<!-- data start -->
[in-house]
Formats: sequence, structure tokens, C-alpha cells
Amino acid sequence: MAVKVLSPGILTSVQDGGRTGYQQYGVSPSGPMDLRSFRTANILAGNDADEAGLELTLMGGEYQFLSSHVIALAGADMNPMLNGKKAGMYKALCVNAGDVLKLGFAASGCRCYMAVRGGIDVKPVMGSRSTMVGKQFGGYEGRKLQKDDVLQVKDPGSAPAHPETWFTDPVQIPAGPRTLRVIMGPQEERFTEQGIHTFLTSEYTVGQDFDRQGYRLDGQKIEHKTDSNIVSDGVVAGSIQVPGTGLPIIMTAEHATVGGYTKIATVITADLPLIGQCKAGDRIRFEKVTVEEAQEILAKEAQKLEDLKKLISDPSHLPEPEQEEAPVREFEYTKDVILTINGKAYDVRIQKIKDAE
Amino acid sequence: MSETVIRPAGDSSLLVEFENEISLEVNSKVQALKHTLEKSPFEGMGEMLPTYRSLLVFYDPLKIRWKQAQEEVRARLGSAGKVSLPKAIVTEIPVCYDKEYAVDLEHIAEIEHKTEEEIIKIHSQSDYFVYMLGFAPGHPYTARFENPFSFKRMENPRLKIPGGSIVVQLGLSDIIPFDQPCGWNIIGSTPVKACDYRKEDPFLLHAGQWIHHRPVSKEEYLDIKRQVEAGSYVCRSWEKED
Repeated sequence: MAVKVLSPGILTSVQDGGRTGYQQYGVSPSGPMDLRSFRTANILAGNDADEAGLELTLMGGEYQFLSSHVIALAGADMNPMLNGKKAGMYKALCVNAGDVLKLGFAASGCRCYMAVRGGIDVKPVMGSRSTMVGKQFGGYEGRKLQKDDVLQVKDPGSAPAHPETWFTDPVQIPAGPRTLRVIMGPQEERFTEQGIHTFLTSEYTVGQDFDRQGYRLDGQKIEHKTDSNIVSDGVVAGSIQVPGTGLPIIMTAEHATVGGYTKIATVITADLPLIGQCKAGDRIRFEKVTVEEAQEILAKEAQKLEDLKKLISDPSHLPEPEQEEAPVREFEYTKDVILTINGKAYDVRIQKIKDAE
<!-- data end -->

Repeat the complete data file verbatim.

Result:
[in-house]
Formats: sequence, structure tokens, C-alpha cells
Amino acid sequence: MAVKVLSPGILTSVQDGGRTGYQQYGVSPSGPMDLRSFRTANILAGNDADEAGLELTLMGGEYQFLSSHVIALAGADMNPMLNGKKAGMYKALCVNAGDVLKLGFAASGCRCYMAVRGGIDVKPVMGSRSTMVGKQFGGYEGRKLQKDDVLQVKDPGSAPAHPETWFTDPVQIPAGPRTLRVIMGPQEERFTEQGIHTFLTSEYTVGQDFDRQGYRLDGQKIEHKTDSNIVSDGVVAGSIQVPGTGLPIIMTAEHATVGGYTKIATVITADLPLIGQCKAGDRIRFEKVTVEEAQEILAKEAQKLEDLKKLISDPSHLPEPEQEEAPVREFEYTKDVILTINGKAYDVRIQKIKDAE
Amino acid sequence: MSETVIRPAGDSSLLVEFENEISLEVNSKVQALKHTLEKSPFEGMGEMLPTYRSLLVFYDPLKIRWKQAQEEVRARLGSAGKVSLPKAIVTEIPVCYDKEYAVDLEHIAEIEHKTEEEIIKIHSQSDYFVYMLGFAPGHPYTARFENPFSFKRMENPRLKIPGGSIVVQLGLSDIIPFDQPCGWNIIGSTPVKACDYRKEDPFLLHAGQWIHHRPVSKEEYLDIKRQVEAGSYVCRSWEKED
Repeated sequence: MAVKVLSPGILTSVQDGGRTGYQQYGVSPSGPMDLRSFRTANILAGNDADEAGLELTLMGGEYQFLSSHVIALAGADMNPMLNGKKAGMYKALCVNAGDVLKLGFAASGCRCYMAVRGGIDVKPVMGSRSTMVGKQFGGYEGRKLQKDDVLQVKDPGSAPAHPETWFTDPVQIPAGPRTLRVIMGPQEERFTEQGIHTFLTSEYTVGQDFDRQGYRLDGQKIEHKTDSNIVSDGVVAGSIQVPGTGLPIIMTAEHATVGGYTKIATVITADLPLIGQCKAGDRIRFEKVTVEEAQEILAKEAQKLEDLKKLISDPSHLPEPEQEEAPVREFEYTKDVILTINGKAYDVRIQKIKDAE